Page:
The first auction of Phase 2 EU Emissions Trading Scheme allowances took place on 19 November. The UK Government auctioned four million allowances which were sold at £13.60 each, totalling £54m before VAT.


The electricity generation sector, along with certain other carbon-intensive industries such as steel, glass and paper production, has faced a price for emitting carbon dioxide under the EU Emissions Trading Scheme since January 2005. Phase 1 of the scheme completed at the end of 2007, with Phase 2 starting in January 2008.

Owners of generating plants with a thermal input of greater than 20MW and the other carbon-intensive industries are required to monitor and report their emissions of carbon dioxide on an annual basis. Plant owners must also ensure that, at the end of each year, they surrender to the regulators one EU ETS allowance (EUA) for each tonne of carbon dioxide emitted in that year.

EUAs can be traded between participants in the scheme throughout the EU. Because EUAs are the same in every EU country, and can be freely traded between them, there is a single EU carbon price. If the cost of reducing carbon emissions is less than the cost of allowances, it is sensible economically for a participant to reduce carbon emissions and either sell allowances or avoid the necessity of having to buy them.


Auctioning of the allowances will become compulsory, in 2013, across the EU. However, the UK is the first Member State to voluntarily auction a portion of its allowances (up until this point, the allowances have been freely allocated). The UK has set aside 7% of its allowance cap for auctioning and will auction a further 25 million allowances during the course of next year. In total, about 86 million will be auctioned over a four-year period.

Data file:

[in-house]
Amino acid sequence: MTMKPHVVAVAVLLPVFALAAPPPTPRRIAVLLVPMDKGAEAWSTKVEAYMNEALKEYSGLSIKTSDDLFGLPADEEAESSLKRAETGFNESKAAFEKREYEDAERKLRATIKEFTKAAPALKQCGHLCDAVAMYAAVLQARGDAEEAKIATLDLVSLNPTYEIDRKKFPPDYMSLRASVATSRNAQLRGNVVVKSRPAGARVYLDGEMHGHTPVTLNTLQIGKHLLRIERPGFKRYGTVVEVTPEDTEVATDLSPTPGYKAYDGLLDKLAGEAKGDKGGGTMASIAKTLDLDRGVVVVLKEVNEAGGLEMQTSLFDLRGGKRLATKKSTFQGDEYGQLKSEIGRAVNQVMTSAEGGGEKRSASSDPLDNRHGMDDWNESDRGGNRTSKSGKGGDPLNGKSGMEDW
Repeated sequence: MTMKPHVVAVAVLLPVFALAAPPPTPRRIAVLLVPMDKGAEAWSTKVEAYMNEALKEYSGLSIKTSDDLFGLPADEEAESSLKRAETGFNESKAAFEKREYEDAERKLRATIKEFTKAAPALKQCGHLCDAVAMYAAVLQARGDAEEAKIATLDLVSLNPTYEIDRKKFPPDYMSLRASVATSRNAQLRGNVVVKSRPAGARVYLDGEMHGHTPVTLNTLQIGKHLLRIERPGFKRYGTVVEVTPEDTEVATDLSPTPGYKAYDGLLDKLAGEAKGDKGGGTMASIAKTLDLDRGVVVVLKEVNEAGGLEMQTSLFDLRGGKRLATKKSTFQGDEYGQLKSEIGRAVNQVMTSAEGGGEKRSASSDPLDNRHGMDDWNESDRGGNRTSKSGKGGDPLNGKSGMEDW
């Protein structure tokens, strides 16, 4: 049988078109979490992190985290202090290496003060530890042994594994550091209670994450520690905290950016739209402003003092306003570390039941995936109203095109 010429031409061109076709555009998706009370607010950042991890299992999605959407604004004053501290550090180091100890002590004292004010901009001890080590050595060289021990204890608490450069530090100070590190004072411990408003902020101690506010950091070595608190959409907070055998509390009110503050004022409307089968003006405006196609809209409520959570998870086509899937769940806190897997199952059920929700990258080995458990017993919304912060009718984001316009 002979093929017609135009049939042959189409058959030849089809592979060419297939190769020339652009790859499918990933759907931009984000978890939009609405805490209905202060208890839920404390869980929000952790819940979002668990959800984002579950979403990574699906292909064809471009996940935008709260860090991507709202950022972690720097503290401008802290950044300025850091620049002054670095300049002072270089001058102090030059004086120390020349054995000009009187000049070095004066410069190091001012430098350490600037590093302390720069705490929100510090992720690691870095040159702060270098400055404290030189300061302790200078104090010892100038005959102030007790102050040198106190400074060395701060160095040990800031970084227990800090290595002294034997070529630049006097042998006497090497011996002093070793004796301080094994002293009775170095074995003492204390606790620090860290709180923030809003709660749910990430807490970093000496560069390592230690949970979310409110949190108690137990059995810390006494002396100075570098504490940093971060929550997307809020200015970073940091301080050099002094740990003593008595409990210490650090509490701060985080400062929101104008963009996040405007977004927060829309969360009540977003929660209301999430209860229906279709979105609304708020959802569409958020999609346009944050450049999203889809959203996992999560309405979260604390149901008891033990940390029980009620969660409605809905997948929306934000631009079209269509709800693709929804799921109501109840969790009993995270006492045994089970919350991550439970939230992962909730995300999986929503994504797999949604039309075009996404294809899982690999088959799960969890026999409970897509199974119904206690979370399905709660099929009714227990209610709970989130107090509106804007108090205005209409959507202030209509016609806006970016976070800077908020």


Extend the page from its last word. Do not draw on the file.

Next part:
During the first auction, Energy and Climate Change Minister of State, Mike O'Brien, stated that: "Today's first Phase II auction demonstrates continued UK leadership in reducing carbon emissions as part of the fight against dangerous climate change. The EU ETS is central to keeping the price of tackling climate change as low as possible to industry and the economy. We want more auctioning in the future - and are already planning to auction 100% of the allowances needed by the power sector from 2013. This auction highlights the importance of using the market to drive down emissions and create incentives for the development of low carbon technology."

The Government is now engaged in obtaining feedback from primary participants, indirect bidders and others who might have been involved in the November auction in order to inform future auction policy. (For further information click here).


Following the auction, there has been a call for the funds raised to be put into a dedicated fund to promote green measures in Britain. Unlike some other European countries, the UK has not ring-fenced the funds received for the particular purpose of tackling climate change.

Chris Stubbs, of the WSP Environment & Energy consultancy, said the Government had "missed a trick" by not ring-fencing the money for green technology. "These revenues could be used to part-fund new, cleaner bulk-generation technologies," he said.

The Department of Energy responded that central funding will reflect its ambitious plans to tackle climate change.